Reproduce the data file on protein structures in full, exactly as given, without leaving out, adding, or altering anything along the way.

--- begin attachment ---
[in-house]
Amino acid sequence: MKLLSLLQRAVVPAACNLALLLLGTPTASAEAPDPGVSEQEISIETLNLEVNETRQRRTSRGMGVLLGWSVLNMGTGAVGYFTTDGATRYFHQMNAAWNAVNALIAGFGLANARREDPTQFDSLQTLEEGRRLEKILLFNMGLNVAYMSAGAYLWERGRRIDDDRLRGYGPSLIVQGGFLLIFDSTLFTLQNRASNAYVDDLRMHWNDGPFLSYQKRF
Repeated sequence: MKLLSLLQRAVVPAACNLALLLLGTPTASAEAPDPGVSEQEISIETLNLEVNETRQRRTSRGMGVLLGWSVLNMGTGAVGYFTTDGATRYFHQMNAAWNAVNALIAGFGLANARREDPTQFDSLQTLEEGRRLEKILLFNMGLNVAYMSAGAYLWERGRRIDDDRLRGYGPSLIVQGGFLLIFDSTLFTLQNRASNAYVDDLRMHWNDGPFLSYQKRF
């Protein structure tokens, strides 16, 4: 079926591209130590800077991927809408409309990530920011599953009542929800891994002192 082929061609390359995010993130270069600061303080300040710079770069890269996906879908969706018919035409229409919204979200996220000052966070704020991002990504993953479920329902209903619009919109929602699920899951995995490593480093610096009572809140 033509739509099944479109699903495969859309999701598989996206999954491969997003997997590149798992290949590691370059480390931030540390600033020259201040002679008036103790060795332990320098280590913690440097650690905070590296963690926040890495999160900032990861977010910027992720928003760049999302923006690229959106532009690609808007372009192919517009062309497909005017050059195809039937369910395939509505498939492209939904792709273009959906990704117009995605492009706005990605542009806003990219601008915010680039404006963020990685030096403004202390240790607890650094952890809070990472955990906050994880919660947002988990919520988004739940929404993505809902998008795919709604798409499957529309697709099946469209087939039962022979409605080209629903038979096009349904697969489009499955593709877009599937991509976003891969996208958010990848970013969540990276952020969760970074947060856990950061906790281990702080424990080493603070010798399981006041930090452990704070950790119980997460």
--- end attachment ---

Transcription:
[in-house]
Amino acid sequence: MKLLSLLQRAVVPAACNLALLLLGTPTASAEAPDPGVSEQEISIETLNLEVNETRQRRTSRGMGVLLGWSVLNMGTGAVGYFTTDGATRYFHQMNAAWNAVNALIAGFGLANARREDPTQFDSLQTLEEGRRLEKILLFNMGLNVAYMSAGAYLWERGRRIDDDRLRGYGPSLIVQGGFLLIFDSTLFTLQNRASNAYVDDLRMHWNDGPFLSYQKRF
Repeated sequence: MKLLSLLQRAVVPAACNLALLLLGTPTASAEAPDPGVSEQEISIETLNLEVNETRQRRTSRGMGVLLGWSVLNMGTGAVGYFTTDGATRYFHQMNAAWNAVNALIAGFGLANARREDPTQFDSLQTLEEGRRLEKILLFNMGLNVAYMSAGAYLWERGRRIDDDRLRGYGPSLIVQGGFLLIFDSTLFTLQNRASNAYVDDLRMHWNDGPFLSYQKRF
């Protein structure tokens, strides 16, 4: 079926591209130590800077991927809408409309990530920011599953009542929800891994002192 082929061609390359995010993130270069600061303080300040710079770069890269996906879908969706018919035409229409919204979200996220000052966070704020991002990504993953479920329902209903619009919109929602699920899951995995490593480093610096009572809140 033509739509099944479109699903495969859309999701598989996206999954491969997003997997590149798992290949590691370059480390931030540390600033020259201040002679008036103790060795332990320098280590913690440097650690905070590296963690926040890495999160900032990861977010910027992720928003760049999302923006690229959106532009690609808007372009192919517009062309497909005017050059195809039937369910395939509505498939492209939904792709273009959906990704117009995605492009706005990605542009806003990219601008915010680039404006963020990685030096403004202390240790607890650094952890809070990472955990906050994880919660947002988990919520988004739940929404993505809902998008795919709604798409499957529309697709099946469209087939039962022979409605080209629903038979096009349904697969489009499955593709877009599937991509976003891969996208958010990848970013969540990276952020969760970074947060856990950061906790281990702080424990080493603070010798399981006041930090452990704070950790119980997460």